I Lost My Car Title: What to Do Now | Capital One Auto Navigator (2024)

If a lost car title is in your name, it may be easier than expected to replace.

By Steven Lang

Aug 10, 2023

I Lost My Car Title: What to Do Now | Capital One Auto Navigator (2)Shutterstock

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Losing a car title can be scary, but you don't have to panic. You might worry that your title is gone forever or that someone can steal it and use it for criminal purposes.

The reality often is not that dire. Generally speaking, you can get a replacement vehicle title that gives you all the ownership rights of the original document.

Fill out a replacement title application

Your state may have a title application form available online that you can submit at your local title office or by mail. Go online to a search engine and type "replacement title application" plus the name of your state in the search bar to help find the specific form you need. Do be sure that the website you use is an official government resource (often indicated by a ".gov" web address suffix), as an internet search could call up nonofficial sites as well.

You might discover that submitting a title application form in person is not necessary. Some states, including New York and California, now allow you to apply for a replacement title entirely online, a process that can take mere minutes.

Have your registration and insurance information handy

The motor vehicle department could request specific information about your automobile, such as the vehicle identification number and the make, model, and year.

If you don't have all the information, you can bring your insurance, registration, and driver's license (or state ID) to the nearest government office that handles title processing. They will likely have a title application form.

What if you moved recently and lost your car title?

Small pieces of paper, such as car titles, can be lost or left behind when you move. Even if you have moved out of state, arrange for mail forwarding with the United States Postal Service (USPS) before applying for your replacement title.

The USPS provides standard mail forwarding for up to 12 months, a service you can pay to extend for up to 18 additional months. So even if you don't immediately realize you lost the title, you still can have the replacement document mailed to your original address.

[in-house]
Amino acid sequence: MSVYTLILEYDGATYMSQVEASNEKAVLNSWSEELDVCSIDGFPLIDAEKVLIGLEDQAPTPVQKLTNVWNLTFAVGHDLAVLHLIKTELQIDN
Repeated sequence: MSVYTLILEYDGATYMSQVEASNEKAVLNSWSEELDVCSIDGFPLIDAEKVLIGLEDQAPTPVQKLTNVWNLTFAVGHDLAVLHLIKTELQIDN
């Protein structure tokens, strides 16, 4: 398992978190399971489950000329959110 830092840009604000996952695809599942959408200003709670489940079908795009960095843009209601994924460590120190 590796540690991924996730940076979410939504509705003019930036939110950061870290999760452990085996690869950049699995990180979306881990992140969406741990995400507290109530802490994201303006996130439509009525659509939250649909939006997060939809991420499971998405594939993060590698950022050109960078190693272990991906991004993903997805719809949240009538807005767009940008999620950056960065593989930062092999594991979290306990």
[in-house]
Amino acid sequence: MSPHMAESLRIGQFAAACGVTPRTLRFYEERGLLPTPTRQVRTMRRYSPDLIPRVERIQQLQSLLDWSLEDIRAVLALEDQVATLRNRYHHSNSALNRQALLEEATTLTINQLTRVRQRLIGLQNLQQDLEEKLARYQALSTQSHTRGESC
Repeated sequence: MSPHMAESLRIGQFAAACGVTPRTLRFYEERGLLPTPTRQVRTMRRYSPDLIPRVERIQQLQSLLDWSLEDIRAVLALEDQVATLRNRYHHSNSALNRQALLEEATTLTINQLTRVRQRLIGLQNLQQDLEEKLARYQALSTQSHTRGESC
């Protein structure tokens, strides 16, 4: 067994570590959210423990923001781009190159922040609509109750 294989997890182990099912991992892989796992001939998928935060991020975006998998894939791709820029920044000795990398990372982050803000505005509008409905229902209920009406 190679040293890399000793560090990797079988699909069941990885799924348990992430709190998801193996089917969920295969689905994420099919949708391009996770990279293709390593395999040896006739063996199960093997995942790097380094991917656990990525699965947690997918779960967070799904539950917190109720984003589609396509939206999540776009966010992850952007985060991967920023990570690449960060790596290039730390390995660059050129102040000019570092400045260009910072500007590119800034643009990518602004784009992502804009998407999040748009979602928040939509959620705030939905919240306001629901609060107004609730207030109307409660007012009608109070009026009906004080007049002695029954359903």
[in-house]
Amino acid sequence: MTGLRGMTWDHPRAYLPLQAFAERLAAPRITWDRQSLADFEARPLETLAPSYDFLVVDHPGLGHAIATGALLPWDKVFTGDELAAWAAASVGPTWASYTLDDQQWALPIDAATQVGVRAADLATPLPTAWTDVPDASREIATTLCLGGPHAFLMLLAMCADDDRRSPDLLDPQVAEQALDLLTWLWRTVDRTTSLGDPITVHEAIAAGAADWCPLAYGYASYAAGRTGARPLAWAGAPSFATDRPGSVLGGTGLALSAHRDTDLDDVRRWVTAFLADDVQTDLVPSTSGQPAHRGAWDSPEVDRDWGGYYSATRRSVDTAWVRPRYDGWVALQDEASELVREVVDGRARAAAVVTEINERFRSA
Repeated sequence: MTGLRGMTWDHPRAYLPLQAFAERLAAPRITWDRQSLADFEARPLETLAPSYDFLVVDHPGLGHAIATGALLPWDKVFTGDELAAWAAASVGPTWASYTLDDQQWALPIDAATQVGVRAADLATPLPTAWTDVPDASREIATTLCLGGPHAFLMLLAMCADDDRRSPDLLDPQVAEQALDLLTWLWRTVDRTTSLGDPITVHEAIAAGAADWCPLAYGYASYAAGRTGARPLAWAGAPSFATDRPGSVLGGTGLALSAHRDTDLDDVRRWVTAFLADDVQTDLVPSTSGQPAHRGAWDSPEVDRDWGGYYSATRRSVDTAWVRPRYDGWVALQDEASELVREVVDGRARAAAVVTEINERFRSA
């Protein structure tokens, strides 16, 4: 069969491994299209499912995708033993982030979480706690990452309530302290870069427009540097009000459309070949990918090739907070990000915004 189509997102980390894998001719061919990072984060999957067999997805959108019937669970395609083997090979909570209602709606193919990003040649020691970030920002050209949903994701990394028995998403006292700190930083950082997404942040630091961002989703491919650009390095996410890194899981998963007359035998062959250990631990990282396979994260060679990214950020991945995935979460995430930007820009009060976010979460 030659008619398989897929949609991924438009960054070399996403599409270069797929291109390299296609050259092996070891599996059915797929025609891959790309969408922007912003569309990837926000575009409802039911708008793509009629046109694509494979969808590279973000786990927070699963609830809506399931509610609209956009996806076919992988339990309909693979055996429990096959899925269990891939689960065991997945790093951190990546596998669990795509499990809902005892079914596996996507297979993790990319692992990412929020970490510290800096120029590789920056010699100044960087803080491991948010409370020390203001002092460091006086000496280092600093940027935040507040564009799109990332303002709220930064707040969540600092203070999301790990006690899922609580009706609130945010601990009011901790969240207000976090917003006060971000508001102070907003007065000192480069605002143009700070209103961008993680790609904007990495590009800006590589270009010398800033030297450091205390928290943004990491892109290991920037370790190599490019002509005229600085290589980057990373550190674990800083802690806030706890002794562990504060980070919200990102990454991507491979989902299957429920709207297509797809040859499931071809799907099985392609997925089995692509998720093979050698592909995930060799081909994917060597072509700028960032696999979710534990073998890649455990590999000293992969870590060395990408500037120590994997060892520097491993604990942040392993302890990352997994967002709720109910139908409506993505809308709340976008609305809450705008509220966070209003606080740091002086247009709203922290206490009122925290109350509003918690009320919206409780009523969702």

Your replacement title will often be labeled with "duplicate title" or "duplicate," since the original becomes void once a replacement is printed.

Contact your local vehicle title issuing office for instructions on how to dispose of the original title, should you find it later.

What if I had a lien?

When you take out a loan to purchase a car, the vehicle's title has a lien on it, meaning the lender owns the title (and technically the car) until you've repaid them. If the lienholder didn't apply for a lien release, you should contact them directly and request one. Once the lien is released, you can file a title-replacement application.

Keep in mind that you might never have had the title. In the case of liens, titles are usually mailed to the lienholder and only sent once the loan is paid off.

Contact the lienholder if you had an auto loan and don't recall receiving a physical title. The company should have the title on file. If your loan is paid off, ask them to send the clear title to your current address.

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This site is for educational purposes only. The third parties listed are not affiliated with Capital One and are solely responsible for their opinions, products and services. Capital One does not provide, endorse or guarantee any third-party product, service, information or recommendation listed above. The information presented in this article is believed to be accurate at the time of publication, but is subject to change. The images shown are for illustration purposes only and may not be an exact representation of the product. The material provided on this site is not intended to provide legal, investment, or financial advice or to indicate the availability or suitability of any Capital One product or service to your unique circ*mstances. For specific advice about your unique circ*mstances, you may wish to consult a qualified professional.

Steven Lang

Steven Lang is a special contributor to Capital One with nearly two decades of experience as an auto auctioneer, car dealer, and part owner of an auto auction. Some of the best-known auto publications turn to him for his expert insight. He is also the co-developer of the Long-Term Quality Index, a survey of vehicle reliability featuring over two million vehicles that have been inspected by professional mechanics.

I Lost My Car Title: What to Do Now | Capital One Auto Navigator (2024)
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